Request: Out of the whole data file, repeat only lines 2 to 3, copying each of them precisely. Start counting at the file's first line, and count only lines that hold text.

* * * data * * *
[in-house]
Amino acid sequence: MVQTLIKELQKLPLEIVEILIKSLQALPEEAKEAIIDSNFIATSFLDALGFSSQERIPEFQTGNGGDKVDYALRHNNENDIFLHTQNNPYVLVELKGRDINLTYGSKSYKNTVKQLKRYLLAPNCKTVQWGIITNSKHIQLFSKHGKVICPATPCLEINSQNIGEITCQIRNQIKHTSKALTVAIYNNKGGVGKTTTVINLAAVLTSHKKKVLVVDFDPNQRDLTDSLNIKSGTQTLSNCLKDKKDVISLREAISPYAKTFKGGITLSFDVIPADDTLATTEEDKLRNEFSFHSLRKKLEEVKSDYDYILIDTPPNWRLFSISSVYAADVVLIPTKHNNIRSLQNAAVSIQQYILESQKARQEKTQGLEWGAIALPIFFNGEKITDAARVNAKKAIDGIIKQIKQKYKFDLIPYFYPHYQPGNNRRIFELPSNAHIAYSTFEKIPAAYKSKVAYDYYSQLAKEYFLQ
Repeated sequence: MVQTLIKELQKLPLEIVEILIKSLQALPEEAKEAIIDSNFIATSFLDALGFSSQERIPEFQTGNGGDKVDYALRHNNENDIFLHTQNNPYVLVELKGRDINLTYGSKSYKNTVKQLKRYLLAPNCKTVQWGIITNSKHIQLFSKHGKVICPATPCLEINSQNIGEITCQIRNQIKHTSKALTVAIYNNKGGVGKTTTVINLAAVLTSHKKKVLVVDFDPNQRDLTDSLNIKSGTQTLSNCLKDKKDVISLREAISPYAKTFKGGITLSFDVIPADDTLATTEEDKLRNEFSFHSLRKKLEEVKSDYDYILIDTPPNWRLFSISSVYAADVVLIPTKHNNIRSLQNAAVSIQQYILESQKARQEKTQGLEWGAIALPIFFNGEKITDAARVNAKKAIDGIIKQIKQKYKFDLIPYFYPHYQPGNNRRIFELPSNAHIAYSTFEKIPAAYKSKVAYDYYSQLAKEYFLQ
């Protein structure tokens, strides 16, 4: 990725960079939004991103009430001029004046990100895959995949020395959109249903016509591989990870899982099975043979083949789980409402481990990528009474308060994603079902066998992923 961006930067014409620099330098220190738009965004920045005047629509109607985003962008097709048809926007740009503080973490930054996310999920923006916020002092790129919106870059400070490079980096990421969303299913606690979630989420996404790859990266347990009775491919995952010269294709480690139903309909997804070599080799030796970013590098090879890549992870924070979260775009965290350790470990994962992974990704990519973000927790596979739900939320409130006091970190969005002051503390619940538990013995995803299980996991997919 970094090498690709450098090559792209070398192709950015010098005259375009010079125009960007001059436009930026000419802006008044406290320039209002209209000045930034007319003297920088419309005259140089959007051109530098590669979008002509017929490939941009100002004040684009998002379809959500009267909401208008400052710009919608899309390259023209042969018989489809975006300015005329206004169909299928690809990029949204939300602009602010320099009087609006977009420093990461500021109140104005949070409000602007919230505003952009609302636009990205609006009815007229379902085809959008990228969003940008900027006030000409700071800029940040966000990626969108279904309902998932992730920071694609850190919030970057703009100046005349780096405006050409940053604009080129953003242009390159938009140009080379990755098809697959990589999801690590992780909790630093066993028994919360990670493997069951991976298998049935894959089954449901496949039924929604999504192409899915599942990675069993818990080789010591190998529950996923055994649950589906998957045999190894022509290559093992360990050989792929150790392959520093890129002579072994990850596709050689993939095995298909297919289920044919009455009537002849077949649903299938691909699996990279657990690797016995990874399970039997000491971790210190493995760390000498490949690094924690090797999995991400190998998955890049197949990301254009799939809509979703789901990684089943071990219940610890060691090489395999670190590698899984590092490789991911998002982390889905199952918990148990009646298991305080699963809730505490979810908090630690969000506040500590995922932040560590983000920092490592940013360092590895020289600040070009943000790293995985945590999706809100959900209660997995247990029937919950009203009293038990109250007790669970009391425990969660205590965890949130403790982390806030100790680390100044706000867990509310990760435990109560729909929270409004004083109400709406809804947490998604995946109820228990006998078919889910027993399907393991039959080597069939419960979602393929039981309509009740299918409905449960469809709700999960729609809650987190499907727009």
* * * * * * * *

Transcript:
Amino acid sequence: MVQTLIKELQKLPLEIVEILIKSLQALPEEAKEAIIDSNFIATSFLDALGFSSQERIPEFQTGNGGDKVDYALRHNNENDIFLHTQNNPYVLVELKGRDINLTYGSKSYKNTVKQLKRYLLAPNCKTVQWGIITNSKHIQLFSKHGKVICPATPCLEINSQNIGEITCQIRNQIKHTSKALTVAIYNNKGGVGKTTTVINLAAVLTSHKKKVLVVDFDPNQRDLTDSLNIKSGTQTLSNCLKDKKDVISLREAISPYAKTFKGGITLSFDVIPADDTLATTEEDKLRNEFSFHSLRKKLEEVKSDYDYILIDTPPNWRLFSISSVYAADVVLIPTKHNNIRSLQNAAVSIQQYILESQKARQEKTQGLEWGAIALPIFFNGEKITDAARVNAKKAIDGIIKQIKQKYKFDLIPYFYPHYQPGNNRRIFELPSNAHIAYSTFEKIPAAYKSKVAYDYYSQLAKEYFLQ
Repeated sequence: MVQTLIKELQKLPLEIVEILIKSLQALPEEAKEAIIDSNFIATSFLDALGFSSQERIPEFQTGNGGDKVDYALRHNNENDIFLHTQNNPYVLVELKGRDINLTYGSKSYKNTVKQLKRYLLAPNCKTVQWGIITNSKHIQLFSKHGKVICPATPCLEINSQNIGEITCQIRNQIKHTSKALTVAIYNNKGGVGKTTTVINLAAVLTSHKKKVLVVDFDPNQRDLTDSLNIKSGTQTLSNCLKDKKDVISLREAISPYAKTFKGGITLSFDVIPADDTLATTEEDKLRNEFSFHSLRKKLEEVKSDYDYILIDTPPNWRLFSISSVYAADVVLIPTKHNNIRSLQNAAVSIQQYILESQKARQEKTQGLEWGAIALPIFFNGEKITDAARVNAKKAIDGIIKQIKQKYKFDLIPYFYPHYQPGNNRRIFELPSNAHIAYSTFEKIPAAYKSKVAYDYYSQLAKEYFLQ